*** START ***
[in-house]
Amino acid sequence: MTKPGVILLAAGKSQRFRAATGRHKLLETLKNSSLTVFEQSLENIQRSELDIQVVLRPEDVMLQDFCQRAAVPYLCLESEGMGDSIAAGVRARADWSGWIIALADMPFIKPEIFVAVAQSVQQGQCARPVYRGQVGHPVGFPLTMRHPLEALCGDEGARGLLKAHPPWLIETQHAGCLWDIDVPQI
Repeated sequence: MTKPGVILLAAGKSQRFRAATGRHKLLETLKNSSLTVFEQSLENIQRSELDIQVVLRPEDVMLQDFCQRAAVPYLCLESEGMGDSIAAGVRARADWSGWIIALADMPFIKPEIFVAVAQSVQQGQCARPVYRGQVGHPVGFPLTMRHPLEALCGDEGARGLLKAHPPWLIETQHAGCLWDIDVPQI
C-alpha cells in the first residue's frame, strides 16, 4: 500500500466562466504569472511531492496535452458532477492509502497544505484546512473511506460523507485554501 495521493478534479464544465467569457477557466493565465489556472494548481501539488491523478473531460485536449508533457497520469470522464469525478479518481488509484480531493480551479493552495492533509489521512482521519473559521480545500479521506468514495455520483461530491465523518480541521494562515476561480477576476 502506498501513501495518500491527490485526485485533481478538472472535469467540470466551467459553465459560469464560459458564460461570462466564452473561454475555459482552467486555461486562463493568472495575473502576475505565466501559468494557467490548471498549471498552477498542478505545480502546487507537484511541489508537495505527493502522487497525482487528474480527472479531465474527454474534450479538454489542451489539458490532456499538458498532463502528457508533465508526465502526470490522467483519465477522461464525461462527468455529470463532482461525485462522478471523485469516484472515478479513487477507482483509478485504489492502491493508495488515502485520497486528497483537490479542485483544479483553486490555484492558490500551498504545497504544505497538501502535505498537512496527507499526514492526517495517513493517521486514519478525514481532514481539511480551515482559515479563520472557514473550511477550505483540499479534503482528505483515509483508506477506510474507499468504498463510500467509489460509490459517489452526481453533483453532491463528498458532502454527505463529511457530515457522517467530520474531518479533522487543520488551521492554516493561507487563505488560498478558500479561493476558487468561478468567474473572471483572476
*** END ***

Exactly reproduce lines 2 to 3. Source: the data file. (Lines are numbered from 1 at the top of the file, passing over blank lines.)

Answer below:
Amino acid sequence: MTKPGVILLAAGKSQRFRAATGRHKLLETLKNSSLTVFEQSLENIQRSELDIQVVLRPEDVMLQDFCQRAAVPYLCLESEGMGDSIAAGVRARADWSGWIIALADMPFIKPEIFVAVAQSVQQGQCARPVYRGQVGHPVGFPLTMRHPLEALCGDEGARGLLKAHPPWLIETQHAGCLWDIDVPQI
Repeated sequence: MTKPGVILLAAGKSQRFRAATGRHKLLETLKNSSLTVFEQSLENIQRSELDIQVVLRPEDVMLQDFCQRAAVPYLCLESEGMGDSIAAGVRARADWSGWIIALADMPFIKPEIFVAVAQSVQQGQCARPVYRGQVGHPVGFPLTMRHPLEALCGDEGARGLLKAHPPWLIETQHAGCLWDIDVPQI